Ben Howland's challenge: Turning cubs into Bruins - LA Times

BY foxsports • November 9, 2009

LOS ANGELES- His voice carries above the squeak of sneakers, the chatter of players, echoing into the corners of a mostly empty Pauley Pavilion.

"Make those cuts hard," he barks. "Hard."

This is what Ben Howland lives for, the hard cut and the hedge, the close-out and the jump stop, fundamentals of the game.

Watch him at UCLA practice, clutching his notes, stopping mid-drill to nudge one of his guards aside and personally demonstrate defensive technique. A 52-year-old man in shorts, he crouches low.

"One hand up," he says. "One hand down."

This could be a long season for the Bruins, precious few upperclassmen sprinkled among a preponderance of freshmen and sophomores, no proven floor leader. They looked utterly rattled during much of last week's narrow victory over an NAIA opponent, Concordia.

If Howland is a teacher at heart, he faces the challenge of his career. And class is back in session Tuesday night with a final exhibition game against Humboldt State before the regular-season opener against Cal State Fullerton on Nov. 16.

"We're behind right now," he says tersely.

Coming into this season, UCLA's predicament was no secret. So much talent has jumped to the NBA in recent years that Final Four appearances are but a memory, the Bruins nowhere to be found in most preseason top 25s, picked to finish third in the Pacific 10 Conference.

"I think the biggest thing is the reloading process," Oregon Coach Ernie Kent said. "They've got some excellent talent in their program."

Through the preseason, the three seniors on the team have noticed an unmistakable "back to basics" theme.

Most important, Howland needs to mold sophomore Jerime Anderson into a reliable point guard, filling the void left by Darren Collison's graduation, but there are other pressing issues.

Guard Malcolm Lee must hone his shooting technique to provide much-needed offense and forward Drew Gordon must control his emotions to become a consistent presence inside. UCLA needs immediate contributions from its freshman class.

"Basketball is a game of habits," Howland said. "In order to get good at something, you need a lot of different opportunities to get repetitions."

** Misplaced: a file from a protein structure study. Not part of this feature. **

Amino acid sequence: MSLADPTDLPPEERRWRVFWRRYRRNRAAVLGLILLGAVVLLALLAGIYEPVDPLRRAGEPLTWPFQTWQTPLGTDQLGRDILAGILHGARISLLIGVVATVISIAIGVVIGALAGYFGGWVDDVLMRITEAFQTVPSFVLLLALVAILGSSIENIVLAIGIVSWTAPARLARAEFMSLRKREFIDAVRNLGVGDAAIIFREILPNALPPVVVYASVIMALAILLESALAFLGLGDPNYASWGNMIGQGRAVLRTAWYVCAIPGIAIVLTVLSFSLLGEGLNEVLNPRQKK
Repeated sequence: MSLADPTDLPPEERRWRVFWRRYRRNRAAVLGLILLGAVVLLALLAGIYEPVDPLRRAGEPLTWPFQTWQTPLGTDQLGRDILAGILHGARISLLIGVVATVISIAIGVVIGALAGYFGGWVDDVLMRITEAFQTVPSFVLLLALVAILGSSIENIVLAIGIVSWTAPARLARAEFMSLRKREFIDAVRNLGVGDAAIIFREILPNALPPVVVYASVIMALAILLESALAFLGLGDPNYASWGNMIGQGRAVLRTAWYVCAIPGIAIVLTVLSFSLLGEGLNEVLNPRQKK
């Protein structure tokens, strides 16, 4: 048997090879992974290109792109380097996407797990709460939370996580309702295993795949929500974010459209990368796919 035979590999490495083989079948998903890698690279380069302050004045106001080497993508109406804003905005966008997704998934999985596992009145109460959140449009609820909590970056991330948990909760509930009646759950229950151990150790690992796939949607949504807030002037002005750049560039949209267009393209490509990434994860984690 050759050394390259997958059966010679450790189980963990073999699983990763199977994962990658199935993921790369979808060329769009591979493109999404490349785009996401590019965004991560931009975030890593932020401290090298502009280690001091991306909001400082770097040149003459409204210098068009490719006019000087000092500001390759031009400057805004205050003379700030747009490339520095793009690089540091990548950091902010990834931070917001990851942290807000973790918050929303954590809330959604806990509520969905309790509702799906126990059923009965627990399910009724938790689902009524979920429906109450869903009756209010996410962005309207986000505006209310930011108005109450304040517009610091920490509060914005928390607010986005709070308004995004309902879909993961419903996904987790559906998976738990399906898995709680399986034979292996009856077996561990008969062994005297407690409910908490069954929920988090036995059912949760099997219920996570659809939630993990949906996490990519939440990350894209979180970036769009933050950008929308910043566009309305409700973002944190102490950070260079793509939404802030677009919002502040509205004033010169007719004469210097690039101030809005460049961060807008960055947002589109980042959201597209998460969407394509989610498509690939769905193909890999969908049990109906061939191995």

During a recent practice -- the one session each year that outsiders are allowed to watch -- the coach put that philosophy into action.

Shooters were lectured on keeping their balance, jumping straight up and down, holding form. Big men were coached on setting the double-screen, shoulder-to-shoulder, timing it just right.

An inveterate worrier, forever sweating the details, Howland overlooked nothing.

"What do you say in the post?" he called to center Anthony Stover. "Ball, ball, ball."

The freshmen had been warned by older players to expect a lot of coaching, not always delivered in a gentle tone of voice.

"He's tough," Reeves Nelson said of Howland. "He'll definitely get in your face."

The big forward, accustomed to working inside, is learning to defend on the perimeter. His classmate, Mike Moser, faced a tough week after allowing Concordia players to penetrate repeatedly, thereby breaking a tenet of UCLA's defense: Stay in front of the ball.

The coach was not happy, saying, "We've got to have better practices and understand how hard it's going to be."

Seniors such as Michael Roll and Nikola Dragovic are not exactly thrilled about the remedial work, but they see value in it, even for themselves.

"Maybe none of us have really done it over the summer, you know, the close-out drills or box-out drills," Roll said. "They just kind of sharpen up your skills."

This is not the first time Howland has encountered a dearth of experience -- he recalls a similar squad during his early coaching years at Northern Arizona.

It was suggested that, as a teacher, he might actually enjoy the task.

But mentoring a young team in Flagstaff isn't like undertaking the same job under a microscope in Westwood. And, given last Wednesday night's performance, all the work yet to be done, Howland is hardly jubilant.

"It's different, it's not fun," he said. "I wouldn't describe it as fun."